“It’s almost impossible to bring your family,” [Elías Ramírez] said, rattling off information he had gleaned from a Spanish-language newspaper. “You have to go back first, and what are you going to do in Mexico while you are there and there is no work? I’ve been here 20 years and I still work and support my family, so why would I do any of these things?”
Meanwhile, standards being pushed for legal immigration would drop favoring family ties, preferring instead high-skilled, English-speaking applicants. Low-skilled workers would be dumped into a new "guest worker" program where they could be legally exploited, perhaps by the same employers who illegally exploit them now, while effectively being barred from obtaining permanent resident status by the changed standards. Which means that for many, that so-called "touchback" visit would be a one-way trip.

There are those on the right - and, truth be told, some on the left - who argue that undocumented workers shouldn't be allowed to "jump ahead" of those who "waited their turn." But on the other hand, why shouldn't some consideration be given to those who have already established ties here, already established a life here; why should they be tossed to the end of a line of which they may literally never reach the front?

I freely admit to not being as informed about this as I should be, something I hope to remedy in the weeks ahead. I also hope I can correct my silence on the issue. For now, though, I'll just mention one more thing, one more thing we should address in some way: the unpleasant fact that a real root of the opposition to "illegal immigrants" here is straight-forward xenophobia. That is, it has less to do with law or fairness or concern for American workers or even "illegal immigration" than it does with just keeping out "the other."

For example, a week ago, to almost no media notice,
[t]he House amended the Homeland Security funding bill Friday to withhold emergency aid from U.S. "sanctuary cities" that shelter illegal immigrants.

The 234-189 majority was a victory for U.S. Rep. Tom Tancredo, R-Colo., who has failed to win passage for similar measures seven times, The Rocky Mountain News reported. Fifty Democrats voted for the amendment.
That is, not only are the "outsiders" to be punished, but any city that tries to protect them will be punished as well, punished for what they have every legal right to do, punished for, that is, siding with the enemy.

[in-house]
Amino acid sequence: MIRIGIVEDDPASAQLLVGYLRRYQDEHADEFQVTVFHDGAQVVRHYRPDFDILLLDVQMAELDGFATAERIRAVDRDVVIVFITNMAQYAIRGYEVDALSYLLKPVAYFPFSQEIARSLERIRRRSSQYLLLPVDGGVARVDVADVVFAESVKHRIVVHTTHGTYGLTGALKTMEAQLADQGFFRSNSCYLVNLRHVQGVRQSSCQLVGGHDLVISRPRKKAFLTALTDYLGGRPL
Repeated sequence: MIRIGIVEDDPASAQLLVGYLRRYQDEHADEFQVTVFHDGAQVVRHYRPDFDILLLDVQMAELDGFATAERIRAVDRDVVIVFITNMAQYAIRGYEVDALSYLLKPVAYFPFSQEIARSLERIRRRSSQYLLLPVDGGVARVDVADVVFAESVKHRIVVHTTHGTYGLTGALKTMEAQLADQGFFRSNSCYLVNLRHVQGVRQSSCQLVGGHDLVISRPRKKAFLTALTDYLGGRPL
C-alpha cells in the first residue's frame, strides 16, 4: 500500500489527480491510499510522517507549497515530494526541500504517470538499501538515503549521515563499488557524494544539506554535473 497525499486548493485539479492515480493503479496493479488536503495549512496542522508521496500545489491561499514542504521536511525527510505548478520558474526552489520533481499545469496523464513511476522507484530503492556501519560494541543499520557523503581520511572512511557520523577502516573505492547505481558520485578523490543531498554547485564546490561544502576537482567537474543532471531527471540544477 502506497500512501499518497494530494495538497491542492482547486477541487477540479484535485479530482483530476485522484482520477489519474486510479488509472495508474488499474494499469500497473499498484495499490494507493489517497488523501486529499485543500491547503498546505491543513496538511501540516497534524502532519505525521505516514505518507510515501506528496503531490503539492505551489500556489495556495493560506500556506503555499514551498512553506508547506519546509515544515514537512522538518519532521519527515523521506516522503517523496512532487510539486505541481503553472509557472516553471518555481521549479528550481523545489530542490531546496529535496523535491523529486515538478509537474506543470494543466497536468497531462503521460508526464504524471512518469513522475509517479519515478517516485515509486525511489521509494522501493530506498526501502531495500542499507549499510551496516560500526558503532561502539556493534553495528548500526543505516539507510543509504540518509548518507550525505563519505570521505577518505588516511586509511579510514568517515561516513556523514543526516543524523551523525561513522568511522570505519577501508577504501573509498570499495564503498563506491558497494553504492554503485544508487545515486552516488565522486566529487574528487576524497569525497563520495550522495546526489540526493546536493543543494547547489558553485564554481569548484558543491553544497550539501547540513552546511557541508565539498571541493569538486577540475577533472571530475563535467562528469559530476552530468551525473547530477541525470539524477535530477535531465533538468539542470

And just in case we're tempted to think that the enemy is "illegal aliens" - as in "I have nothing against legal immigrants but these people are breaking the law! :snarl:" - the fact is, increasingly there is suspicion against all foreigners. The Christian Science Monitor's valuable Daily Update on Terrorism and Security reported 10 days ago that
[s]tudying in the US may have just gotten harder for foreign students attending or hoping to enroll at American colleges and universities.

The Boston Globe reports that the FBI's Boston field office recently issued a warning to all area colleges and universities, advising them to protect any sensitive research from overly inquisitive students. Warren Bamford, the special agent in charge of the office, told the Globe that agents will visit numerous New England colleges in the next few months as part of a national outreach. The office has also offered to brief faculty, students, and security staff on how to spot "espionage indicators." ...

The Boston Herald notes that Mr. Bamford says the government is not trying to encroach on free speech. Rather, he argues, the agency wants to ensure that universities know how to protect their potentially sensitive research.
Protect it, that is, from "overly inquisitive" foreign students, who should be regarded as potential spies.

And of course there's the story of Yaderlin Hiraldo, who illegally entered the United States in 2001 to reunite with her husband. He applied for a green card for her, which alerted authorities to her "illegal" status. She now faces deportation and would be barred from applying for a green card for 10 years. So much for trying to get square with the law.

Oh, who and where is her husband? He's Army Specialist Alex Jimenez, who is now MIA in Iraq.
Her attorney is seeking a hardship waiver, which so far the government won't grant.
And so much for compassion.

(Thanks to Kevin Hayden at The American Street for the link to the Hiraldo story.)